Anyone who has been following me for awhile knows that I'm no fan of Sega. I think they have the unique ability to take a game, and then burn it to the ground. Quite literally. Creative Assembly, the mind behind the Total War franchise, has been in a tough position with its fans for quite some time due to its practices. Now, I don't mind DLC. DLC can be good and often times DLC is a wonderful extension of the game. Look at Mass Effect 2 for example, Lair of the Shadowbroker is hailed as one of the best peices of DLC in the series, arguably one of the best bits of DLC ever made. A pre-order incentive can be valuable to a company and sometimes is a calculated risk. Will putting a DLC out hurt the companys reputation with its fans?
Creative Assembly has lost a lot of its fan support over the years. Let's look at it through the years. Rome 2 launches with the Greek City States. It launches with the worst launch in Total War history, but it launches nontheless and its reached the point where I've now met more than a few fans who look back on Rome 2 nostalgically. Attila launches, with the Viking Forefathers as DLC. Twice now we've got two fan favorite factions or groups of factions that have been included not as main-game but pre-order DLC factions, despite mild objections. And this doesn't include the Blood and Gore DLC, which inevitably comes up sometime when the game is launched.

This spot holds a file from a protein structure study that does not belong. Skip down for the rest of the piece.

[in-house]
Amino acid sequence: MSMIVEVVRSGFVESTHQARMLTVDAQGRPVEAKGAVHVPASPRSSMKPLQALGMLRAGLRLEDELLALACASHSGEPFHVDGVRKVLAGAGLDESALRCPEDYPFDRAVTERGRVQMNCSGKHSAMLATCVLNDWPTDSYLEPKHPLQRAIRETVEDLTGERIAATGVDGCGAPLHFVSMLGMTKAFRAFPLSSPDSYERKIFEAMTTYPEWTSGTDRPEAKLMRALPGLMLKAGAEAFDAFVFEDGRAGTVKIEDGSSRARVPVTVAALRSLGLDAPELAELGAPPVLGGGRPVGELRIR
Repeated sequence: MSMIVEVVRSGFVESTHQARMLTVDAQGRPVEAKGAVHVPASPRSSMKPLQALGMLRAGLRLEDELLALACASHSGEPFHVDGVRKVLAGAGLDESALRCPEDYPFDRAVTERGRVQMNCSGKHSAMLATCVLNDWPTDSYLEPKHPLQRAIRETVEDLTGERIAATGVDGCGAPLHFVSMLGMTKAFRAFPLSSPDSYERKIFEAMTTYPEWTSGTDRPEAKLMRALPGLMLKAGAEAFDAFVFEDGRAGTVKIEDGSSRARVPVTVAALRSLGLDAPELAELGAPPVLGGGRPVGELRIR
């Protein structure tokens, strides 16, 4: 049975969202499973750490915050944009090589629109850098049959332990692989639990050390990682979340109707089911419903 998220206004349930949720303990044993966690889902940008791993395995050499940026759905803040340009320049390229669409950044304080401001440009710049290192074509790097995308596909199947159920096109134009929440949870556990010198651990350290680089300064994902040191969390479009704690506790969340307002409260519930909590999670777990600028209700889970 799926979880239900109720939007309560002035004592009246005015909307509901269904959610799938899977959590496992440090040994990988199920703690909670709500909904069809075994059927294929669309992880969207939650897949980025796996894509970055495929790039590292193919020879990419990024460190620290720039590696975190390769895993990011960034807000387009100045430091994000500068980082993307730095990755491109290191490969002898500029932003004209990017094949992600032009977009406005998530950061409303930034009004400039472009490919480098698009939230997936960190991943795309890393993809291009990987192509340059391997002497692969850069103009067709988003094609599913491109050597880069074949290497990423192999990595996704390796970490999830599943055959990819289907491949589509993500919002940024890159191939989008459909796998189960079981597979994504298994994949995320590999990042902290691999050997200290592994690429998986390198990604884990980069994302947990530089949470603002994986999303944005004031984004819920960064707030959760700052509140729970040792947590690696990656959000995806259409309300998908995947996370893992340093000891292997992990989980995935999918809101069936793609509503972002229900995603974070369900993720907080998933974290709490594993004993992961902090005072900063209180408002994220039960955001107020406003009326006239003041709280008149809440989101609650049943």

Now Total War: Warhammer comes up and does the same thing with the Chaos faction, an undeinable fan favorite and essential to the lore. To their credit, Creative Assembly does realize its mistake eventually. Rob Bartholowmew, Creative Assembly's brand director is on record saying he 'completely understands' that the studio needs to build back its fans trust.
"We think that eventually we're going to get onto that kind of even keel, where people see new Total War content as an unequivocally good thing."
But good news, good news. Recently, Creative Assembly has turned a new leaf. They're still releasing DLC, but they've decided to call it 'Free-LC'. I don't know if its in jest or not, but the concept is solid. The DLC comprises of two individual characters and eleven maps, some of them specific to only one faction for certain campaign missions. It's a small gesture but a definite step in the right direction to fixing years of malpractice and dissapointment.